Judd’s China: a missionary congressman and US–China policy
Gao Yanli
Department of History and Department of English, Peking University, Beijing
 
Congressman Walter Henry Judd was an active player in Sino–US relations in the twentieth century. Unique for an American Congressman, he served for 10 years as a medical missionary in China. This article examines his motivation for going to China, his perceptions of Chinese culture, society, and politics, and the impact of Chinese culture on him. It demonstrates that cultural influence is not a one-way process, but reciprocal. Judd’s views of China and his ardent Christian beliefs made him in turn a liberal missionary and a conservative anti-Communist congressman with a significant role in Sino–US relations. His political behavior was profoundly influenced by both ideology and the attitudes and judgments shaped by his 10 years in China.
 
 
From union clinics to barefoot doctors: healers, medical pluralism, and state medicine in Chinese villages, 1950–1970
Fang Xiaoping
Asia Research Institute, National University of Singapore, Singapore 
 
This paper explores the dynamic differentiation and reorganization of healers within a plural medical system from the birth of the union clinics in the early 1950s to the popularization of barefoot doctors in Chinese villages in 1970. After 1949, the state started to mobilize individual medical practitioners to form union clinics that implemented a system of fees for services, individual accounting, self-responsibility for profits and losses, democratic management, and distribution according to each contribution. The union clinics became the township-level medical agencies following the establishment of county hospitals. These developments indicated the beginning of the dynamic differentiation of a plural medical system and formed the basic structure of the state medical system in 1950s–60s. Through the complete reshuffling of healers within the plural medical system, by 1970 barefoot doctors were embedded in the reorganized rural medical world of Chinese villages.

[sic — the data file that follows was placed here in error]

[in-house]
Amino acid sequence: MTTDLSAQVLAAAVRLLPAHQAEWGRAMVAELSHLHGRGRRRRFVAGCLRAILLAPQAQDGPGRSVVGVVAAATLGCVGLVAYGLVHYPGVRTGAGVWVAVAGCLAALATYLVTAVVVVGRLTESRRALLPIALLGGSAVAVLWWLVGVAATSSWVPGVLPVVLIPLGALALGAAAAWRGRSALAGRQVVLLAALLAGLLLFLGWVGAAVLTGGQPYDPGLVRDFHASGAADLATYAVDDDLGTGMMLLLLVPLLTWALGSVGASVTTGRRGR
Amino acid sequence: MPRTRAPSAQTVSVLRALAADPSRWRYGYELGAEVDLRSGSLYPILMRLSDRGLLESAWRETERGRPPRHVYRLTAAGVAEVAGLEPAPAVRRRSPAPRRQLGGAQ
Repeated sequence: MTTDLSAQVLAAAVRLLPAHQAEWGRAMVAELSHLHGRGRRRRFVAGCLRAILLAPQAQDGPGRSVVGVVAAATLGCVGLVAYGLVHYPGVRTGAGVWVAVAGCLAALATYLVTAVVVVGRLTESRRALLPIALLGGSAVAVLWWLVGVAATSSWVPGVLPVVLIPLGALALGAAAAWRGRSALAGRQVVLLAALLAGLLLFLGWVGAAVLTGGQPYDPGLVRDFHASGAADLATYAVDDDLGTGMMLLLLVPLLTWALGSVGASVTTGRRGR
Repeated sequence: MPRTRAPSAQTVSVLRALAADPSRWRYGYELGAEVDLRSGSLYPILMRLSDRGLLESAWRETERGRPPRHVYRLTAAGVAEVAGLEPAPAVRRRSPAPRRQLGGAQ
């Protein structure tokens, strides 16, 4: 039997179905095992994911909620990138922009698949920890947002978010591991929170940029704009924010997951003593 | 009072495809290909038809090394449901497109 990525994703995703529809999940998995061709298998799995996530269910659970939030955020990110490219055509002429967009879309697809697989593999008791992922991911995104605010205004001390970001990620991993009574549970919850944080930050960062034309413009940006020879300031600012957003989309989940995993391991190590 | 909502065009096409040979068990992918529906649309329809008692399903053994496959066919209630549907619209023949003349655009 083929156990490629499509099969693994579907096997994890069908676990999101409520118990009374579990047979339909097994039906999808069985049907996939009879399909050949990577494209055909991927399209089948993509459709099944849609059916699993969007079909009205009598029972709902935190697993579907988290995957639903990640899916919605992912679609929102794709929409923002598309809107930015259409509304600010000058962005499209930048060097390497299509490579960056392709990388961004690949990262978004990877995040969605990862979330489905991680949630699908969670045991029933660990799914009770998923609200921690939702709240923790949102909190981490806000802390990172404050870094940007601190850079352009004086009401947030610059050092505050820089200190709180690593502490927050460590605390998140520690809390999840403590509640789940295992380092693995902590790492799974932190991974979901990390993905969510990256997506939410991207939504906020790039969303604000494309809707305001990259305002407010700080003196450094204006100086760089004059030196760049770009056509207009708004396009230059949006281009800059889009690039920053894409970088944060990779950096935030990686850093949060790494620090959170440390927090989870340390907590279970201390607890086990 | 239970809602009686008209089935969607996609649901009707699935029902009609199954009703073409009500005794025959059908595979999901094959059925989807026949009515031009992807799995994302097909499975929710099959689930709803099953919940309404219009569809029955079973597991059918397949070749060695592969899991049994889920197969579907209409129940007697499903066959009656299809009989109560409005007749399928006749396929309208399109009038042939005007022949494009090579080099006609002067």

In search of a new vision: recent Japanese-language overviews of modern Chinese history
Ishikawa Yoshihiro
Kyoto University, Kyoto
 
After the implementation of China’s Reform Policy and the dissolution of the Cold War system, the conditions in Japan for conducting scholarly research on China’s modern history changed drastically. We can categorize Japanese research on China’s modern history since the 1980s into two components: the relativization of the Chinese Revolution and a rediscovery of the uniqueness of Chinese society. Some historians, however, continue to point out that an alternative vision of history that integrates detailed research results already achieved within individual areas of history has not yet replaced the conventional revolution-based paradigm. It is indisputable, as they emphasize, that breaking away from the so-called revolution-based viewpoint of history in Japan has created diverse visions of history and has contributed to a more substantial body of work pertaining to China’s modern history. The question of what kind of new vision we should search for, however, remains unanswered. Recent overviews of modern Chinese history in Japan were expected to answer this question. This paper is intended as a general review of recent trends and expected developments in Japanese research on China’s modern history by introducing the most important overviews written by Japanese scholars. We are not concerned here with individual case study research.